Centred Solutions Head of Marketing, Shelley Dyer, takes a closer look at the Fuller Stocktake Report and what it might mean for community pharmacy.
A report into the future of primary care services in England has stressed that pharmacy needs to play an integral role in the newly established Integrated Care Systems (ICS).
Led by experienced GP Claire Fuller, the stocktake report, commissioned by NHS England, says that left as it is the primary care system will become unsustainable in a relatively short period of time. It states the current system is not for purpose, is fragmented and is causing frustration for both staff and patients.
The document calls for previously siloed teams to be brought together and for professionals to look at doing things differently so they can improve care for whole populations. It says ICS provides the opportunity for a radical overhaul of the way that health and care services are designed and delivered, and that primary care should be at the heart of these systems and be built as locally as possible to respond to the specific needs of that community.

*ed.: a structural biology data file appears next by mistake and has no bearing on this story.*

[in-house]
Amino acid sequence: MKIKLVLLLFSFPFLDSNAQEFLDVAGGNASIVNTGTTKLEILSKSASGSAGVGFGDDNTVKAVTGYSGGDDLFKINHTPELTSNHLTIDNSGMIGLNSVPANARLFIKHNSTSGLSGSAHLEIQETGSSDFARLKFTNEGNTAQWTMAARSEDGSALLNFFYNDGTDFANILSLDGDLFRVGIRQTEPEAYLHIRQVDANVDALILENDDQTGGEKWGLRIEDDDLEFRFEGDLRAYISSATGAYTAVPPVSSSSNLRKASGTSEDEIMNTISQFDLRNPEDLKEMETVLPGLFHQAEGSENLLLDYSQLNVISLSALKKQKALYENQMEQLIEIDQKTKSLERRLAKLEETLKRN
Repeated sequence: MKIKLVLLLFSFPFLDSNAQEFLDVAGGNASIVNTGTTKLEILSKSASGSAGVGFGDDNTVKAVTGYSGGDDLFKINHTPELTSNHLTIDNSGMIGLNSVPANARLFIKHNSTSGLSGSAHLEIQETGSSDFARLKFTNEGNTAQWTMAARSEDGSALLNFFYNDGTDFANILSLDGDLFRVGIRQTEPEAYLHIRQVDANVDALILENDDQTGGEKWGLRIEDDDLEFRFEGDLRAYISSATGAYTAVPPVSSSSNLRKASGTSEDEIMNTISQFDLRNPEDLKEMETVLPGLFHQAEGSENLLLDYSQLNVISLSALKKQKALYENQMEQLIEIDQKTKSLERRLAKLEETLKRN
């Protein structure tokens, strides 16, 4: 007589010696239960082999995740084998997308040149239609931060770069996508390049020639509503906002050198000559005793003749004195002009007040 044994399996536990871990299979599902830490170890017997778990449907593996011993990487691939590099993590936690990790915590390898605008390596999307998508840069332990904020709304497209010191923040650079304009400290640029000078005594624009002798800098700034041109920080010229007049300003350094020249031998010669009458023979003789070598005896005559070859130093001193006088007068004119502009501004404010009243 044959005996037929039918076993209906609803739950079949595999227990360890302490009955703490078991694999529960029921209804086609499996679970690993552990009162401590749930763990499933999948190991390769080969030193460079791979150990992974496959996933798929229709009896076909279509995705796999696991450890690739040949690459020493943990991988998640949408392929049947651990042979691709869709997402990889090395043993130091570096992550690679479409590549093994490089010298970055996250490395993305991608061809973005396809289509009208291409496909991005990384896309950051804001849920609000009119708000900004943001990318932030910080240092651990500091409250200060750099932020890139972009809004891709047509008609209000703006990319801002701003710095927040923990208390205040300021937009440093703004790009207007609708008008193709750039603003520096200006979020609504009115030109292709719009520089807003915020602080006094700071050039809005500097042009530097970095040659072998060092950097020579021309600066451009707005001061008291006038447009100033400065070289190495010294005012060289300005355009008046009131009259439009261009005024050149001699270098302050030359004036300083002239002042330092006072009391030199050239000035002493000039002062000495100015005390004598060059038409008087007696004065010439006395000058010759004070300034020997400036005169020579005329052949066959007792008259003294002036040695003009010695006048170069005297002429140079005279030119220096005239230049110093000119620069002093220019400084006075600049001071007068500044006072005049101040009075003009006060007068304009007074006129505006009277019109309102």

Pharmacy is singled out for the role it could play in this future model of service delivery.
“It came across clearly that the wider primary care team could be more effectively harnessed, specifically the potential to increase the role of community pharmacy….For example, on cancer diagnosis community pharmacy could play a more active role in signposting people to screening to support early diagnosis building on a successful pilot form the Accelerate, Co-ordinate, Evaluate programme.”
Improving access, experience and outcomes for communities should be centred around three essential offers it says. And when you look at each of these closely it’s easy to see the value involving community pharmacy would bring – yet it remains vague when it comes to the detail of how this might work. If the NHS trust puts its trust in community pharmacy and provides the right support and resources it could be transformative.
The three essential offers
Streamlining access to care and advice for those who get ill but use health services infrequently, providing them with more choice around how they access care and ensuring that care is available in their community when they need it. Introducing a “pharmacy first” model would be an obvious choice and it is one that is already working well across the border in Scotland.